Plants for Wet Sites

Swamp Milkweed

With Nebraska’s weather extremes, many of us have spots in our landscapes that need to tolerate periods of wet feet as well as periods of drought… quite a challenge!

The type of wet conditions also varies. A wet, poorly drained site is different than a moist site with good drainage. Wet, poorly drained soils have low oxygen content since the pore space is full of water. For most plants good root growth requires a careful balance of moisture and oxygen; and many plants that like moisture cannot handle standing water. Below are some plants that can tolerate moist to wet soil.

Shrubs (many of these tend to form thickets)

  • Buttonbush, Cephalanthus occidentalis, can take standing water and wetland conditions but is also fairly drought-tolerant so it’s a good plant for areas where seasonal moisture varies. It grows to 10 feet, has showy white blossoms and is a great larval host for butterflies.
  • Silky or swamp dogwood, Cornus amomum, grows about 10 feet high and likes wet to moist soils. Flat-topped flower clusters May to June give way to beautiful blue berries in late summer.
  • Summersweet, Clethera alnifolia, can handle standing water for short periods and is sensitive to drought. It has very fragrant flowers mid-summer that give way to persistent seed capsules. It grows 4-8 feet high.
  • Fothergilla likes moisture but needs good drainage and is fairly drought-tolerant once established. It has brush-like white flowers in early spring and good fall color. It grows to 6 feet and a dwarf version to 3 feet.
  • Sweetspire, Itea virginica, grows 3-5 feet high, likes moisture, prefers good drainage and can take shady conditions. It has fragrant flowers in June and July; leaves turn red in fall and persist into December.
  • Winterberry, Ilex verticulata, can tolerate periods of standing water. It’s a wetland plant grown for bright red barriers in fall and winter. Both male and female plants are necessary for pollination and berry production.


  • Joe pyeweed, Eupatorium maculatum, is a butterfly favorite that loves moist soils and can tolerate short periods of flooding, but prefers good drainage.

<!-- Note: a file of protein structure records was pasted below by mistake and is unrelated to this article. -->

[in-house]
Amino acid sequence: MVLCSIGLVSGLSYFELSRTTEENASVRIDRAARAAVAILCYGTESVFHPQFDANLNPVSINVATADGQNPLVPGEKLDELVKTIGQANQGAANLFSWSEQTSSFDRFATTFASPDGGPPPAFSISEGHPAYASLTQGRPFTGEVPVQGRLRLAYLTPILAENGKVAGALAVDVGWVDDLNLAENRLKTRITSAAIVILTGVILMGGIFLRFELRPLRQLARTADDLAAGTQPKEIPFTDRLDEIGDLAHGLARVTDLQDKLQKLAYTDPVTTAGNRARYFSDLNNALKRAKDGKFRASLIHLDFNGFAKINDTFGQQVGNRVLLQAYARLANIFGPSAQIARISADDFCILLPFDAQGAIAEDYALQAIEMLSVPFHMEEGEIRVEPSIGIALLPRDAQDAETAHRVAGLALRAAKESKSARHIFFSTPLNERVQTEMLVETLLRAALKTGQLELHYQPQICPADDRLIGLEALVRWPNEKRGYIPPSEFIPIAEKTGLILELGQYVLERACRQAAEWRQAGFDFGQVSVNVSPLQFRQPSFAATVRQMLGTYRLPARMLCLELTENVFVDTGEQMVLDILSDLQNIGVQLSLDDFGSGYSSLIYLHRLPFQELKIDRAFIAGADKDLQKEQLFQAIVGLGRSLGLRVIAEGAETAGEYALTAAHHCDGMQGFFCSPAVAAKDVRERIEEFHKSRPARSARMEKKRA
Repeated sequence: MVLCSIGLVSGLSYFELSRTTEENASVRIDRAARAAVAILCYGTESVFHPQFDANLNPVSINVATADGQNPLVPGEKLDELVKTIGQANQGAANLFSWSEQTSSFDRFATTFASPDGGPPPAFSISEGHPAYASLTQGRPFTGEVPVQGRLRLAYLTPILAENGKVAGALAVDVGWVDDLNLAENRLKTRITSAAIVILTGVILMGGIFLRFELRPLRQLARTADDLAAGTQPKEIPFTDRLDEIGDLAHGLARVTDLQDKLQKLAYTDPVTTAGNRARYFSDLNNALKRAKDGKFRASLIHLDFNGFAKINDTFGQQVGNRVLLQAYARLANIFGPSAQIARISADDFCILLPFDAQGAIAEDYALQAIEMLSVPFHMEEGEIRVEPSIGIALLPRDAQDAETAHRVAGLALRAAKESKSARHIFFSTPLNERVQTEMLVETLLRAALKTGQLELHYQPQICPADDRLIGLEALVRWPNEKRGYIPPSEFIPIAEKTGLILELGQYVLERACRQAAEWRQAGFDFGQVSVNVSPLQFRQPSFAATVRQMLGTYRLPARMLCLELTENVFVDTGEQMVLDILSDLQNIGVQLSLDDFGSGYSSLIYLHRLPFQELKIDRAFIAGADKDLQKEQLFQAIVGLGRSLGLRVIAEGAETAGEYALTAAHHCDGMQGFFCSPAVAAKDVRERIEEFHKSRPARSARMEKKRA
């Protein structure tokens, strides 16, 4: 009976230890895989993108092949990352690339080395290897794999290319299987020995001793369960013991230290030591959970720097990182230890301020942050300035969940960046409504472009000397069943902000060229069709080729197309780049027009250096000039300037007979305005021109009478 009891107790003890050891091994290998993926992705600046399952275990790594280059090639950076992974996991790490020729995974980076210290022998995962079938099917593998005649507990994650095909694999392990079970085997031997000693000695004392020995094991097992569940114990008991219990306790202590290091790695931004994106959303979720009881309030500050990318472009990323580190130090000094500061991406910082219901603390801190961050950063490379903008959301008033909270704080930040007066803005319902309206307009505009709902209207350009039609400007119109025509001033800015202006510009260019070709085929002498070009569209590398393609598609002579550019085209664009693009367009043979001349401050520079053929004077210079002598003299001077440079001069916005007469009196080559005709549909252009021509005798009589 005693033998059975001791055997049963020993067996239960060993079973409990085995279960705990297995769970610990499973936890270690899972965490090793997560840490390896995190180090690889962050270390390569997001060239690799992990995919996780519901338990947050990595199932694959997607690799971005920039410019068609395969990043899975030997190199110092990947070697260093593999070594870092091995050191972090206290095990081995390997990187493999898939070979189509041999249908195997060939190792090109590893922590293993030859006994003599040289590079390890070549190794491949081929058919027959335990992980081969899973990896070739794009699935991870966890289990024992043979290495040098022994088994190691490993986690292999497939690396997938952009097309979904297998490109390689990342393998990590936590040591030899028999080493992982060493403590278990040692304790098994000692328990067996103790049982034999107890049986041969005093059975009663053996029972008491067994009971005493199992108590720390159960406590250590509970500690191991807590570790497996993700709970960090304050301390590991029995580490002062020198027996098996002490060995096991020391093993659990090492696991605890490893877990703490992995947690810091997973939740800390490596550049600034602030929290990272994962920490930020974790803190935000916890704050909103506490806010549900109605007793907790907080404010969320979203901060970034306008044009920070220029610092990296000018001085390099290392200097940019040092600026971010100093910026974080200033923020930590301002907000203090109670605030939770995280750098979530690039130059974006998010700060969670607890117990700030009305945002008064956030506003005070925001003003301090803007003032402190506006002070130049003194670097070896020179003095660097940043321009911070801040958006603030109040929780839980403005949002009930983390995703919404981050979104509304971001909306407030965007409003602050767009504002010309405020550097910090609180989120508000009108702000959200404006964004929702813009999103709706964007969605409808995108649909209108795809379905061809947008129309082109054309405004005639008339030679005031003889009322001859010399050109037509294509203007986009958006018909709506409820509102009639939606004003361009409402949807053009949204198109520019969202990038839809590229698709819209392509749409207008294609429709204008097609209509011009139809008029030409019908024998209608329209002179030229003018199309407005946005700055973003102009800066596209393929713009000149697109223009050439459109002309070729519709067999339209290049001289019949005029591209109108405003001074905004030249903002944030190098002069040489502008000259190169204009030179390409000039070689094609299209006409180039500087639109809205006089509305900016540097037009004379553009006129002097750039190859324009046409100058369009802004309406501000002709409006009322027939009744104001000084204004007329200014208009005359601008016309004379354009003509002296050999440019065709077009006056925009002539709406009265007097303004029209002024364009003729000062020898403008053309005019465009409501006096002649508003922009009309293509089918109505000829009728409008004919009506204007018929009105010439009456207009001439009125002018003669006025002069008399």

• Swamp milkweed, Asclepias, is a larval host for monarch and swallowtail butterflies and attractive to bees. It provides a showy display of rose-pink flowers in summer months. It prefers moisture but doesn’t like standing water and can grow to 4 feet.
  • Queen-of-the-prairie, Filipendula, prefers full sun and moist to wet soils. It can grow 5 feet high with showy flower plumes; a show stopper for the back border that can be aggressive.
  • Meadow blazing star, Liatris ligulistylis, is another great butterfly plant with purple flowers in late summer. Tolerates wet soil in sun or part shade, reaching 5 feet high in rich soils. It’s a “wet-mesic” plant adapted to moist conditions in spring and a drier late season.
  • Turtlehead, Chelone glabra, grows 4-5 feet high in part shade or sun. A wonderful late-bloomer, its deep green foliage and bright blossoms don’t fade in late summer heat.
  • Sneezeweed, Helenium autumnale, is a late summer bloomer with yellow to rust-colored daisy-like blooms.
  • False sunflower, Boltonia asteroides, has finely cut foliage and clouds of small, daisy-like flowers in late summer. This pollinator plant for wet or dry soil can grow 4-6 feet high.
  • Many of the sedges and rushes can handle long periods of standing water and they come in a wide range of sizes and ornamental characteristics.

This article was reviewed by Karma Larsen & Nicole Stoner

Sign up for updates from UNL Water

Sign Up Here